When a Soldier Comes Home to Identity Theft
Norman Rockwell painted soldiers coming home to open-armed relatives, hot meals and hard-earned rest. Rick Martinez’s homecoming wasn’t so heartwarming.
The National Guardsman returned from an 11-month stint in Iraq, only to find a tangled web of identity theft. Someone had tried to open credit card accounts in his name, using his personal information. He worried it would negatively impact his credit.
“I had heard horror stories about identities getting stolen when you’re overseas,” said Martinez, who also has served in Dubai and Colombia. “When you’re deployed, your only means of communicating is the Internet, and you’re dependent on foreign servers.”
Military personnel are at greater risk for identity theft because of their limited means of communication and the transient nature of their work. Long deployments and frequent relocations make it difficult to monitor bank accounts and credit card statements while abroad. In its 2013 Consumer Sentinel Report, the Federal Trade Commission noted that a full 37 percent of complaints filed by military personnel involved identity theft—compared with 18 percent of complaints in the general population.
Martinez tried to tackle the red tape on his own but quickly found himself stonewalled. He requested a free credit report and discovered the alias “Mary J. Richards,” an error so egregious it would have been funny if it didn’t have such serious ramifications. He called and wrote letters disputing the errors but made no progress. “There’s a mystique about it,” said Martinez. “You try to read the fine print and do what the fine print says, but it’s not happening. You see ‘Mary J. Richards’ on your credit report, and no one will help you.”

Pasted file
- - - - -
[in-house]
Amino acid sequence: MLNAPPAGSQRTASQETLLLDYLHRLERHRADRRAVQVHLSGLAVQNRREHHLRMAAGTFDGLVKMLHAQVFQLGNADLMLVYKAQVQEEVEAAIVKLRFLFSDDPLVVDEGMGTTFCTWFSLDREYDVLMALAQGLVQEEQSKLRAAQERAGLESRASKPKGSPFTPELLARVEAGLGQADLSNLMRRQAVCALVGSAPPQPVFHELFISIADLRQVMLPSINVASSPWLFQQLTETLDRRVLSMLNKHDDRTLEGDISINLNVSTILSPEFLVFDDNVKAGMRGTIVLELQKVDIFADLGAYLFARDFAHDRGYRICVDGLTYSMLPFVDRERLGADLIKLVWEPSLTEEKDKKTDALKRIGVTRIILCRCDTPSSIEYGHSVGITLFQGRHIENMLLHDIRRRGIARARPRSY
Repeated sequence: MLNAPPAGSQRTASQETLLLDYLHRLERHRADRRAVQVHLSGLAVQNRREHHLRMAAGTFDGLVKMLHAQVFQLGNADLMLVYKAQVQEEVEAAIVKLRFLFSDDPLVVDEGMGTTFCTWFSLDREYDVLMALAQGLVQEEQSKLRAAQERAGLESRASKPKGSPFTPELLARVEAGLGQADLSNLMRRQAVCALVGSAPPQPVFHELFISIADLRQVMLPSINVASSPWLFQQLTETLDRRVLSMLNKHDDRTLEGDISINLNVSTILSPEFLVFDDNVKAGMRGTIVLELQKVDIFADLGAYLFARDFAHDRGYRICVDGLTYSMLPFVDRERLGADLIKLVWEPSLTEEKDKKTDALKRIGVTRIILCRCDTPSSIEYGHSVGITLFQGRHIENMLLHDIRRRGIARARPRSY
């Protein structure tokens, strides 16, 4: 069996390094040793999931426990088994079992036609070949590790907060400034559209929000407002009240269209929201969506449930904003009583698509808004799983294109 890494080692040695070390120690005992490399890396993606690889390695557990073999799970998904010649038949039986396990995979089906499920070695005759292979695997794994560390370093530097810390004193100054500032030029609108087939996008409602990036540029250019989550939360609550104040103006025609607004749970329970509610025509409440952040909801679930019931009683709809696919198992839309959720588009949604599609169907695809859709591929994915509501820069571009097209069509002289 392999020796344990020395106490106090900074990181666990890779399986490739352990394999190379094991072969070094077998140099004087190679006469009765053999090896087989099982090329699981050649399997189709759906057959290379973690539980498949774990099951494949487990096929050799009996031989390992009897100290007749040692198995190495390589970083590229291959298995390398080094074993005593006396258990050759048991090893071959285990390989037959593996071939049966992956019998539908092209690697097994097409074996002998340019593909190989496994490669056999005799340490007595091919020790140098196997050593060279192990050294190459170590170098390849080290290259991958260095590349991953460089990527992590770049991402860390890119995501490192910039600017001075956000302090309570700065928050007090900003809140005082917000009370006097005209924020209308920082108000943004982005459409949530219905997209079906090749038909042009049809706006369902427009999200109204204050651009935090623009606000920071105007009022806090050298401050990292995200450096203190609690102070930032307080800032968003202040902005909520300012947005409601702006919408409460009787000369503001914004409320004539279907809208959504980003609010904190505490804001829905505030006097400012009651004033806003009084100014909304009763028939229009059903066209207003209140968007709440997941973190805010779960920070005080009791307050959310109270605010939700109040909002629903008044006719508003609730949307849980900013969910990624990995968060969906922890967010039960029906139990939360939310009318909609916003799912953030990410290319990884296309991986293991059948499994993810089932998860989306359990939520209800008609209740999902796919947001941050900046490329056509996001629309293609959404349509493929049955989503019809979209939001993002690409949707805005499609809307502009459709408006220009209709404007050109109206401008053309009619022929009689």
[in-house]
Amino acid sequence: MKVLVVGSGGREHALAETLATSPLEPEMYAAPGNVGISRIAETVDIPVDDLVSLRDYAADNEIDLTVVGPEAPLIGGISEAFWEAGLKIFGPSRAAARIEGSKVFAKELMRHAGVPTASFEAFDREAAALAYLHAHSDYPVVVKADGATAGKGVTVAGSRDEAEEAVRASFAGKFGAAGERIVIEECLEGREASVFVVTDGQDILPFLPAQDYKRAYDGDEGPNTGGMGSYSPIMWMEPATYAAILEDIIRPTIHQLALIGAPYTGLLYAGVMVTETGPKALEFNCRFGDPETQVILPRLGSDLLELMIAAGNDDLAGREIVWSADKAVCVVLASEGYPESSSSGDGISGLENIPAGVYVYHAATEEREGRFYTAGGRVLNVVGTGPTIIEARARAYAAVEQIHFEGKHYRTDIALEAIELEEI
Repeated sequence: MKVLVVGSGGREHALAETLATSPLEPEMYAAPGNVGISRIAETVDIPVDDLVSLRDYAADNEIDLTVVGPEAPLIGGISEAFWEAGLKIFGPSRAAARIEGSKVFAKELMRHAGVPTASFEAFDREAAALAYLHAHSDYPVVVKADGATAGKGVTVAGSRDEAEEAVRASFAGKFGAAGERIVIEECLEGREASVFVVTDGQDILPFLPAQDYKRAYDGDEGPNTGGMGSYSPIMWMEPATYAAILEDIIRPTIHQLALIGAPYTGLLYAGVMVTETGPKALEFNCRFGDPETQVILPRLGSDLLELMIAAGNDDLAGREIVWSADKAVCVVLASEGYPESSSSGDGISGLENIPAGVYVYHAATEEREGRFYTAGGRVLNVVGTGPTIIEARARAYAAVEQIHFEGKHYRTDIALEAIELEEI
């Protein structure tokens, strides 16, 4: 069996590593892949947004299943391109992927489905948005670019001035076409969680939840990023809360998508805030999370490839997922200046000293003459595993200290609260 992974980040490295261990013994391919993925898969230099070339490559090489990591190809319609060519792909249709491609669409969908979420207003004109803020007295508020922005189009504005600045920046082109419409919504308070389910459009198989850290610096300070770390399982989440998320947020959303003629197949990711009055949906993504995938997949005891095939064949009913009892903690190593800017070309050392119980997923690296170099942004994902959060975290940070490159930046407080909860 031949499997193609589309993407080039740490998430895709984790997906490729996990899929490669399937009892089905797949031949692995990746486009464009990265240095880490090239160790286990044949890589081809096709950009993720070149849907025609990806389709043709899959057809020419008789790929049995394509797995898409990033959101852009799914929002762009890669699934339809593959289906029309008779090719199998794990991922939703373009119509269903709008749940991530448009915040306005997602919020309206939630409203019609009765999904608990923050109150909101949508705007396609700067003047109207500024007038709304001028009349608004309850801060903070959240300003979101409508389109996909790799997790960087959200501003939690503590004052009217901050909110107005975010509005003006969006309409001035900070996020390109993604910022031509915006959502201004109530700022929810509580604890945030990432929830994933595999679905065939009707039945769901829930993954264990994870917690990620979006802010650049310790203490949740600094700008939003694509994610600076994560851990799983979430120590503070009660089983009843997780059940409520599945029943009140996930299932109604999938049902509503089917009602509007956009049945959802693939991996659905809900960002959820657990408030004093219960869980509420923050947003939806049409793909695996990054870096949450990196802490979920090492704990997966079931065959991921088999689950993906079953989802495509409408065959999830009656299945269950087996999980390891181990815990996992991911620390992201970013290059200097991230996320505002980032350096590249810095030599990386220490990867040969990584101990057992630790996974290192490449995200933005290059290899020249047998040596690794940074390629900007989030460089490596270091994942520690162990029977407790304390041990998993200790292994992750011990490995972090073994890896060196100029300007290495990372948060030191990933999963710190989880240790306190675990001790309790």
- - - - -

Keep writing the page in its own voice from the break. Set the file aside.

Martinez found the help he needed through Intelius, which offers CyberScout’s identity management services to its customers. Fraud Investigator Maria Valenzuela was assigned his case, and she:
• added a seven-year extended fraud alert to his credit files, which prevents new applications from being approved and entitles him to two free credit reports per year from each credit bureau;
• reviewed his credit reports with him to determine if any fraud existed; and
• removed his name and address from the nationwide pre-approval list, compiled by the credit bureaus and sold to their affiliates, who send pre-approved credit cards and insurance offers. (This is particularly helpful for military personnel who are not home to shred these offers.)
“Rick had taken all the right steps and made all the right phone calls,” Valenzuela said. “But it’s difficult to stamp out this kind of fraud, even when you’re a good investigator and you’re proactive like he was.”
Valenzuela recommends that active military:
• place a one-year active-duty alert on credit files, which requires potential creditors to confirm the applicant’s identity before issuing credit;
• notify credit card companies to place restrictions on card usage;
• have mail forwarded to a P.O. box or trusted relative; and
• check credit reports at least once a year at annualcreditreport.com.
“In your time of need,” Martinez added, “it’s good to know you can pick up the phone and there’s someone like Maria on the other end who’s going to listen, help and answer questions you haven’t even thought of yet.”